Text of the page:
• I can’t remember the exact name of the child I’m sponsoring as it’s very long and foreign but I’m sure she or he is just absolutely lovely. They’d better be.
  • It’s just like sponsoring a panda/goat/donkey/snake except that pandas etc don’t give you the extra satisfaction of writing you a letter to show you how grateful they are.

So, I had some ideological oppositions to it. I would much rather donate directly to projects for everyone and, let me make this pledge to ActionAid now, I would be very happy to travel to Burma to volunteer in the long term doing anything you want, from manual labour to teaching, and also report back and raise consciousness.

I junked the application midway, before I'd given the Internet my credit card details. A few days later I received a piece of paper from ActionAid. It was green and on the front was written in jaunty white lettering, ‘Child Message from Myanmar’, above a cartoon of a big-eyed, happily smiling yet barefoot kid in traditional Burmese dress, with, yup, a flower in her hair, holding a brightly coloured parasol and with not one but two extra parasols lying on the ground next to her. Part beanie baby, part Disney Princess, part prostituted child in brothel window forced to eye the punters beguilingly.

At the bottom of the leaflet it said, “The illustration above depicts a girl wearing traditional Myanmar costume and carrying a traditional umbrella made in Pathein. Pathein umbrellas are a popular souvenir from Myanmar.” I love it when sexism and racism come together: it’s like acquisitive colonial nuclear fission. An infantilised female, used as an object to unthreateningly boil down and sell an exoticised region to a cultural tourist. The message is loud and clear: this is what you’ve bought. Burma: she’s cute, she's not pushy, she's definitely not angry, she’s innocent, she’s traditional (note the word being repeated twice in the leaflet sentence) and she’s designed to please. You don’t get an actual photograph of an actual human being because, North or West, South or East, whatever the language or culture or country, the objectified, sexualised, depersonalised, minimised, infantilised all-purpose female cartoon image is easier to use and provokes more sympathy than a real human female.

Coming next in the series:
  • Sponsor an Indian child and get a cartoon of a barefoot Indian girl in pastel kurta pyjamas or full-on wedding sari, bindi, khol, jewellery, red bangles, jasmine garland and ankle bells, next to a sacred cartoon cow.
  • Sponsor a Japanese child …okay, Japan really doesn’t need your money… and get an impeccably realised Manga geisha with detachable wig, whiteface panstick makeup, stiffly alluring smile and fully rigged sushi-printed kimono, standing either barefoot as mandatory or on wooden soled platform sandals.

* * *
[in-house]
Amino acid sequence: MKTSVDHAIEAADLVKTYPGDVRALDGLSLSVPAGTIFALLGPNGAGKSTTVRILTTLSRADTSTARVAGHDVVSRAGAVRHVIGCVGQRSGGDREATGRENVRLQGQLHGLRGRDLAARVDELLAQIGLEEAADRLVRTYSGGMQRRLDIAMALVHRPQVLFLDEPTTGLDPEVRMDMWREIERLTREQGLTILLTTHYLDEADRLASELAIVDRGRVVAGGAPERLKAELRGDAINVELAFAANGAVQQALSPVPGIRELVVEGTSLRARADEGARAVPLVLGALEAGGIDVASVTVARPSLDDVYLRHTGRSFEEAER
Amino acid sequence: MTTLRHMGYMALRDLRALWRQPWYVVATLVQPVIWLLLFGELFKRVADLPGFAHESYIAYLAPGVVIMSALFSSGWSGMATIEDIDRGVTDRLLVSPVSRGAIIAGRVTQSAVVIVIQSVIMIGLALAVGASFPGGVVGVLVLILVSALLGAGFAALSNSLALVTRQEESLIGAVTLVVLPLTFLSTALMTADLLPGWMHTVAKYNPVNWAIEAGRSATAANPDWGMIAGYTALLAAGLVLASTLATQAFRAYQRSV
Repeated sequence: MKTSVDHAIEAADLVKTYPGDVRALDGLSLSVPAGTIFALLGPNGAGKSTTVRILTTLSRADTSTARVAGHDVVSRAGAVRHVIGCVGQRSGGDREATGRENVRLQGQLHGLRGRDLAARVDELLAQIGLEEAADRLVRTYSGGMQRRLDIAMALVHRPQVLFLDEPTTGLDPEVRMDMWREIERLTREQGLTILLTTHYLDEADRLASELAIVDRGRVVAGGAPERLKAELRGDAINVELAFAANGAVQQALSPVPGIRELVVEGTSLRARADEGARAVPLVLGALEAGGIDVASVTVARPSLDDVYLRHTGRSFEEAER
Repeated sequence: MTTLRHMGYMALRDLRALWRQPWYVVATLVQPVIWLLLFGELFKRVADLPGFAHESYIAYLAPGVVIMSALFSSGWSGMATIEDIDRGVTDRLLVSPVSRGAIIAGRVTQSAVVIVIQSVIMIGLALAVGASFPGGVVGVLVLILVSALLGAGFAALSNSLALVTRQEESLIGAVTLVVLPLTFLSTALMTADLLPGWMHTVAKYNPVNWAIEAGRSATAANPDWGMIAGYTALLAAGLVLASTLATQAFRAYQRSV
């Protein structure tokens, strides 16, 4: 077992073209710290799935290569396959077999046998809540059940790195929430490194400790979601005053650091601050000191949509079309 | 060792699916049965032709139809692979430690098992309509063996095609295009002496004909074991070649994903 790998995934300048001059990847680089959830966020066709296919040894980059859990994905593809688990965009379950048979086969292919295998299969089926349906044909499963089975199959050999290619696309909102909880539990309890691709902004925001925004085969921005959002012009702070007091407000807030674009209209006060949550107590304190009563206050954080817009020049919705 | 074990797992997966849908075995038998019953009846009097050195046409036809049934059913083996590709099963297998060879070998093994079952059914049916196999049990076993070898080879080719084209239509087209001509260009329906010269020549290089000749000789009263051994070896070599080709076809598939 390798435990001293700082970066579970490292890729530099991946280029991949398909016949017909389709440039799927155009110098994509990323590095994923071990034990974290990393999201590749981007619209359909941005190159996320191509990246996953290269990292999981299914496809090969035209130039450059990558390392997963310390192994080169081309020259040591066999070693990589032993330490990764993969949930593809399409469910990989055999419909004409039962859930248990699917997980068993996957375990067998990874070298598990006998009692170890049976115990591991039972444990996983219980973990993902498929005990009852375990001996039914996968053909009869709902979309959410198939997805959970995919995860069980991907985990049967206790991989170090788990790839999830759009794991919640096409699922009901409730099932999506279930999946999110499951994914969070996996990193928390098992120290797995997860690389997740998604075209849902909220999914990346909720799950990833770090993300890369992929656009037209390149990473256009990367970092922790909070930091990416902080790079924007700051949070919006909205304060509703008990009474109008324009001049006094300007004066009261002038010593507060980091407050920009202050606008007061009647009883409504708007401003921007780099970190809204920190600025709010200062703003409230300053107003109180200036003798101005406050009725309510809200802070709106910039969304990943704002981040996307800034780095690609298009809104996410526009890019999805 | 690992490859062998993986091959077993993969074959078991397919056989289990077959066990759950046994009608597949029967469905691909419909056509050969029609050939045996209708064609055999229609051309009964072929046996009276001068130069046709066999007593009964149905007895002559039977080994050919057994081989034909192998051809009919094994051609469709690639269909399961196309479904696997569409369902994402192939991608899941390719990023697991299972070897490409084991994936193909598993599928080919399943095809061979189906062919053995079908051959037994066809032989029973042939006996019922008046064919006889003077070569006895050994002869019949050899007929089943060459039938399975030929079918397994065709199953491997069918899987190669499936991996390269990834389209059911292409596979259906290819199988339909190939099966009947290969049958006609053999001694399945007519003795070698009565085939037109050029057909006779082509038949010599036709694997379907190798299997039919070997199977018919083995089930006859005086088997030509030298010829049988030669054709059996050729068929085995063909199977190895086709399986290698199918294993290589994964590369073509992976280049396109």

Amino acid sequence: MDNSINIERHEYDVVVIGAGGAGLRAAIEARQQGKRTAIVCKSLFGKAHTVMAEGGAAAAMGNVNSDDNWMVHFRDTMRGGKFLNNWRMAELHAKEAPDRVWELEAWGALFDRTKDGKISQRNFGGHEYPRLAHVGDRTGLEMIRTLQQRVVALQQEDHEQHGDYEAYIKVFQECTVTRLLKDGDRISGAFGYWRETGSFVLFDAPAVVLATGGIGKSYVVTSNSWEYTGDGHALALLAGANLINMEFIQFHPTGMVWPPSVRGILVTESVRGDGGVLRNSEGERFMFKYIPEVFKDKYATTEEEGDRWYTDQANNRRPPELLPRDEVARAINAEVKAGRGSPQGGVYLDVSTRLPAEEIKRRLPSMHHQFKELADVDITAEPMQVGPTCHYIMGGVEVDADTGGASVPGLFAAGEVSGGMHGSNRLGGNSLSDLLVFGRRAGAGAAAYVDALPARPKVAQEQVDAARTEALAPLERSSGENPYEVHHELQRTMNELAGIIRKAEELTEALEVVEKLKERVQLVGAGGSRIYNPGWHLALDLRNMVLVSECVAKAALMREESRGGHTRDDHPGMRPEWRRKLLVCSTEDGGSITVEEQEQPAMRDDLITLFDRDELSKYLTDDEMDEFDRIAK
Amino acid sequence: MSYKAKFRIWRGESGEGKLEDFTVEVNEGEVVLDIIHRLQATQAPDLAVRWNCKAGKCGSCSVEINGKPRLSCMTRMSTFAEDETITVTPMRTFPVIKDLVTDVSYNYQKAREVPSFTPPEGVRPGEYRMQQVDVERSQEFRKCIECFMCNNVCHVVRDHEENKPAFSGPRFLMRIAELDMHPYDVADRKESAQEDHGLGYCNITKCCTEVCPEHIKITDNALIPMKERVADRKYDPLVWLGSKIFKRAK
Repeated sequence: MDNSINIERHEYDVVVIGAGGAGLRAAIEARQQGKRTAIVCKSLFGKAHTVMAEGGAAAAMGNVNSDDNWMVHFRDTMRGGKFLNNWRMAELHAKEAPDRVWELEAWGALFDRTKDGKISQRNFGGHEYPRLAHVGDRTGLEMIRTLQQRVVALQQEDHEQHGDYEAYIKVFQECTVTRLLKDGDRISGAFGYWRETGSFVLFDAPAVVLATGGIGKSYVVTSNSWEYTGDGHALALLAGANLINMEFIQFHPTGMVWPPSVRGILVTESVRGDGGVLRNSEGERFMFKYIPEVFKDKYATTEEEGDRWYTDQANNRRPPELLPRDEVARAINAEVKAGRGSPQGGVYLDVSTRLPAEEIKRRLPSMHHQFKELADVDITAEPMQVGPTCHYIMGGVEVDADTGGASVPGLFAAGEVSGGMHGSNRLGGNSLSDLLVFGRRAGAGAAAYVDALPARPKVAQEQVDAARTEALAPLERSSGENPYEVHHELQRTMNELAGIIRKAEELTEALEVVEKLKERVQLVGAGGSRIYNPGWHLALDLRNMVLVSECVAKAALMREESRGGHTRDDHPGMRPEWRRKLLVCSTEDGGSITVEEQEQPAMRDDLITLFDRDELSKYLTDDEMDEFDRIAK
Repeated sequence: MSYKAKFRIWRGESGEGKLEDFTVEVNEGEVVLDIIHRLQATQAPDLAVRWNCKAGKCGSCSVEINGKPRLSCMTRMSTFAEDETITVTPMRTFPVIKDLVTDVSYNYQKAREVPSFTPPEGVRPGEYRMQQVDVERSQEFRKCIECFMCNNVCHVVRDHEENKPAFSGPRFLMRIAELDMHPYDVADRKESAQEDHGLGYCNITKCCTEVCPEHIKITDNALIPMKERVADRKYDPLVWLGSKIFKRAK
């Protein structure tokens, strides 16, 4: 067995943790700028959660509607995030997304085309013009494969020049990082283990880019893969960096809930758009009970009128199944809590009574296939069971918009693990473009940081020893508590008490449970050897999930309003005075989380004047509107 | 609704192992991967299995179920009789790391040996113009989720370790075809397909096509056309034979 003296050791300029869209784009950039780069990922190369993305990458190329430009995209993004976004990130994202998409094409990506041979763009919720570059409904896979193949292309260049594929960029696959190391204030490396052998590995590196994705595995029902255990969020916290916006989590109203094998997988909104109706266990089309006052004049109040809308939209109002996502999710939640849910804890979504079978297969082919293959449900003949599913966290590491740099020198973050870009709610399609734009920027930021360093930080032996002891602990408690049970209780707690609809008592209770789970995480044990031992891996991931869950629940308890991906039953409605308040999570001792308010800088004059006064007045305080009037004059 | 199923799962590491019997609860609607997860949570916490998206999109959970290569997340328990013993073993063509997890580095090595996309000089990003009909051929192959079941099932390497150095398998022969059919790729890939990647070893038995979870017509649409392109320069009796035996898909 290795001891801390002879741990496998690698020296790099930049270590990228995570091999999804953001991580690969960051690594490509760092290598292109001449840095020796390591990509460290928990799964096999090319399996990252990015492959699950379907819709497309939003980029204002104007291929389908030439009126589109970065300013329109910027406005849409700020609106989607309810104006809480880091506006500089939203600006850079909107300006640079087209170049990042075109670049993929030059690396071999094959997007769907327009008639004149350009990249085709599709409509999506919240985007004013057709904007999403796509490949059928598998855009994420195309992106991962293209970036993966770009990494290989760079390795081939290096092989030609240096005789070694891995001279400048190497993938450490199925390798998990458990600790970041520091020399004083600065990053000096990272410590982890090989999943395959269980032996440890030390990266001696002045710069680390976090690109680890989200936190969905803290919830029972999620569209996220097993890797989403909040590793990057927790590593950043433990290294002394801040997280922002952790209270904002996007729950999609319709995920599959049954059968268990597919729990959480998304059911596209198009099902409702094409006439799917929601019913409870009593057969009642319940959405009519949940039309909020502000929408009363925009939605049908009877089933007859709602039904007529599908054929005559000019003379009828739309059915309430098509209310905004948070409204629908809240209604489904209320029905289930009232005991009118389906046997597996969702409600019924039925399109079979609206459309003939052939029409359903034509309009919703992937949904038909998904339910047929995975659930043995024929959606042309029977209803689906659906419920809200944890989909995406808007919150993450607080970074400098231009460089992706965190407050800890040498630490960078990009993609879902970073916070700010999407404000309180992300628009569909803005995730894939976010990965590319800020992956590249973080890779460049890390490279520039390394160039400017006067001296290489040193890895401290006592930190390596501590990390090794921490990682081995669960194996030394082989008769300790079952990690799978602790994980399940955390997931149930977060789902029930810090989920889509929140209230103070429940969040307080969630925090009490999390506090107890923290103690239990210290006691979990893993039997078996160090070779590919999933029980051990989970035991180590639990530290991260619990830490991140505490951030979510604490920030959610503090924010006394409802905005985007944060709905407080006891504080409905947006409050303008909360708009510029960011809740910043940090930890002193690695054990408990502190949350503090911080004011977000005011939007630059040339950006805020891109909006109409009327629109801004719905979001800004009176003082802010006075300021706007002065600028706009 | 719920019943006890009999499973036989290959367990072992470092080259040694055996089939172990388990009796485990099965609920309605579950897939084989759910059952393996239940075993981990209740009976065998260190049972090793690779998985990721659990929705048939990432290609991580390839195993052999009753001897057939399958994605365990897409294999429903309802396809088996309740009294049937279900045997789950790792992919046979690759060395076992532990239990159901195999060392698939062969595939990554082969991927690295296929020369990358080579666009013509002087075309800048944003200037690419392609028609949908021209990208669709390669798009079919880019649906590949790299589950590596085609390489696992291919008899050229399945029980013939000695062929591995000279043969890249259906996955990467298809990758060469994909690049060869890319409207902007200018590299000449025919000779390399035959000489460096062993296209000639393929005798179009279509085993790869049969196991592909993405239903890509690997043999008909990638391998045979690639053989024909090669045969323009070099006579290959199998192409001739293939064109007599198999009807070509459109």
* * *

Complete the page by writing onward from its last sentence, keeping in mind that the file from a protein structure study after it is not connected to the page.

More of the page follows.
• Sponsor an Arab child and hit the jackpot: child in a veil, everyone, child in a veil, yet still somehow conventionally pretty around the eye area. Camels, pyramids, deserts and palm trees in the background. Angry brown male hordes (rebels, breakaway militia, idealistic students, army or government – or choose an assortment) to be Photoshopped out, or in, depending on your preferences.
  • Sponsor a Chinese child. Much like the Japanese child option but with a kiddy cheongsam and chopsticks in hair. Lit alluringly by paper lanterns hanging from a pagoda/noodle restaurant in the middle of a rice paddy in which Pokemon creatures and Moshi Monsters cavort. Or maybe that’s the Japanese option. Whatever, right?
  • Sponsor an African child (any southern African country will do) and get a very colourful cartoon! This time your child comes swathed in richly patterned kente cloth in the form of a head wrap, blouse and skirt, stretched-lobe beaded earrings, tribal lip plate, multi-stranded beaded neckpiece, rough hewn walking staff with feathers attached, ceremonial facial tattooing and extensive decorative scarring. Mud hut and red earth in background optional.

I opened the leaflet and there was a hand drawn picture inside:

On the back was a message from Mar Ku, the field worker looking after ActionAid’s project in the village of Yae Twin Kone. It was handwritten in careful English capitals.

Dear Supporter, 
Warm greetings from Myanmar
How are you? I hope you and your family are in good health. Now, I am writing about the update of your child Moo Keh Blute and his family.
He has drawn a picture for you. There are flag, ship, fish, tree, school, vase and flower. There are six family members. He has two brothers and one sister. He is the second one in his siblings. His father works in making bricks. He lives with his parents. His mom is a housewife.
Thank you for your kind and generous support to this child and his community. We will update more about your child in the next child message card.

And then, obviously, I felt dreadful.

“You mean,” said my mother, “you’re sponsoring a child, without paying anything?”

It seemed so, mum. It certainly seemed so.

What does this signify on the part of ActionAid? That when you think you are sponsoring an individual, you are not really doing so but instead having your money pooled and used generally for everyone? I am not against that. That when you provide your name and address via a web site, it will immediately be sent to a Burmese community project that has various already-done kids’ drawings on file to send to you to make you feel like they’re responding directly, when really no individual child has any idea who you are? That a field worker like Mar Ku, who no doubt has plenty of much more worthwhile work to do, has to go through the charade and labour of hand-writing updates to each supporter so that they feel they’re getting their interpersonal money’s worth? That when you think you’ll strike up a relationship of patronage with one kid - or, to put it less cynically, you will have the feeling of supporting one child's path in life - you will actually receive standard communications from a field worker writing automatically on their behalf? I am not against that, either. In fact I approve of what is really going on. I am critical, instead, of the illusion: that patronising, ignorant westerners think they are reaching out to one grateful Burmese child in a million and that a charity would encourage this problematic illusion when the reality of its work is much more credible and worthy of respect.

If any established charity is doing medium to long term outreach work in Burma, I would love to be involved and can be contacted at

Bidisha is a 2013 Fellow of the International Reporting Project, covering global health and development.